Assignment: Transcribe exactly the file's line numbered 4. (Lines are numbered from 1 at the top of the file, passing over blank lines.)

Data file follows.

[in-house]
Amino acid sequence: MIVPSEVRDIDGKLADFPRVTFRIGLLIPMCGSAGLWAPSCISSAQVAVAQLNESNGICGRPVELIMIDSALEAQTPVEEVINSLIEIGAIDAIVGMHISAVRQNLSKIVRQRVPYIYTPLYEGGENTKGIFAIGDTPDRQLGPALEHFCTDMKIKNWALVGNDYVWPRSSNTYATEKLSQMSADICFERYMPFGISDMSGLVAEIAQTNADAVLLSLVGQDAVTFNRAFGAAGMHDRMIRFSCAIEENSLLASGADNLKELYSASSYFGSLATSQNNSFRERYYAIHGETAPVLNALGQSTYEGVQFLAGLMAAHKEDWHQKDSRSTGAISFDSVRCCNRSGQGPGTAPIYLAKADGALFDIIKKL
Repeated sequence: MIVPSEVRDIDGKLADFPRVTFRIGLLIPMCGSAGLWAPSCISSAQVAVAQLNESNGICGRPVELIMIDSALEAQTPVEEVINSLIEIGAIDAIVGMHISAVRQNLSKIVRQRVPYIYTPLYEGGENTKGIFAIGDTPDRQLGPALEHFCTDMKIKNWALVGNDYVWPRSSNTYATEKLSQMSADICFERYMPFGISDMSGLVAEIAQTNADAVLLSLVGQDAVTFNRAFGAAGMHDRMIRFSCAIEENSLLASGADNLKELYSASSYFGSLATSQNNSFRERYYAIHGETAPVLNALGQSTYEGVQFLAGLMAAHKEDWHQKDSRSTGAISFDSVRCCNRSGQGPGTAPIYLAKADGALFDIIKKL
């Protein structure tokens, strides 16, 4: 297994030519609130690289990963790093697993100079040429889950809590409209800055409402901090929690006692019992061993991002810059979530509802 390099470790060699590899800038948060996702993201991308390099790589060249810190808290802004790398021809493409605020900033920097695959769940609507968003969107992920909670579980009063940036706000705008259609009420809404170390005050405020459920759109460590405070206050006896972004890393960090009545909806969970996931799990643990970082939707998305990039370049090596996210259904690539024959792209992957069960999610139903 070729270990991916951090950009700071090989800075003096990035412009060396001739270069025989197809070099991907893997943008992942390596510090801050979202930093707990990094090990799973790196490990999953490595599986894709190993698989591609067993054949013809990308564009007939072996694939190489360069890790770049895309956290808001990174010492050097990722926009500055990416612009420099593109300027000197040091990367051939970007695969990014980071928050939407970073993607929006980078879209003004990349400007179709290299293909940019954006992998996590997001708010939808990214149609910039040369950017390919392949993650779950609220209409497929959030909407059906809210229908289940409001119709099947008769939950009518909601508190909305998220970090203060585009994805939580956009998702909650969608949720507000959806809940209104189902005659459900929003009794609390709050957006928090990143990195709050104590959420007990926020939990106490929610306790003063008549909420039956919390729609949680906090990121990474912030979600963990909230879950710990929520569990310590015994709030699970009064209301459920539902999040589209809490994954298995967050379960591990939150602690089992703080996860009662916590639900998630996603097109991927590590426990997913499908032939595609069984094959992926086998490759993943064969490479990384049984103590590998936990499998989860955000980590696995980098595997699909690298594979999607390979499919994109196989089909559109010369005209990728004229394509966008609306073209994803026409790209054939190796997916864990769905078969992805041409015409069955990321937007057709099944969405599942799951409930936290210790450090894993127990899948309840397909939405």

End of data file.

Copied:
């Protein structure tokens, strides 16, 4: 297994030519609130690289990963790093697993100079040429889950809590409209800055409402901090929690006692019992061993991002810059979530509802 390099470790060699590899800038948060996702993201991308390099790589060249810190808290802004790398021809493409605020900033920097695959769940609507968003969107992920909670579980009063940036706000705008259609009420809404170390005050405020459920759109460590405070206050006896972004890393960090009545909806969970996931799990643990970082939707998305990039370049090596996210259904690539024959792209992957069960999610139903 070729270990991916951090950009700071090989800075003096990035412009060396001739270069025989197809070099991907893997943008992942390596510090801050979202930093707990990094090990799973790196490990999953490595599986894709190993698989591609067993054949013809990308564009007939072996694939190489360069890790770049895309956290808001990174010492050097990722926009500055990416612009420099593109300027000197040091990367051939970007695969990014980071928050939407970073993607929006980078879209003004990349400007179709290299293909940019954006992998996590997001708010939808990214149609910039040369950017390919392949993650779950609220209409497929959030909407059906809210229908289940409001119709099947008769939950009518909601508190909305998220970090203060585009994805939580956009998702909650969608949720507000959806809940209104189902005659459900929003009794609390709050957006928090990143990195709050104590959420007990926020939990106490929610306790003063008549909420039956919390729609949680906090990121990474912030979600963990909230879950710990929520569990310590015994709030699970009064209301459920539902999040589209809490994954298995967050379960591990939150602690089992703080996860009662916590639900998630996603097109991927590590426990997913499908032939595609069984094959992926086998490759993943064969490479990384049984103590590998936990499998989860955000980590696995980098595997699909690298594979999607390979499919994109196989089909559109010369005209990728004229394509966008609306073209994803026409790209054939190796997916864990769905078969992805041409015409069955990321937007057709099944969405599942799951409930936290210790450090894993127990899948309840397909939405």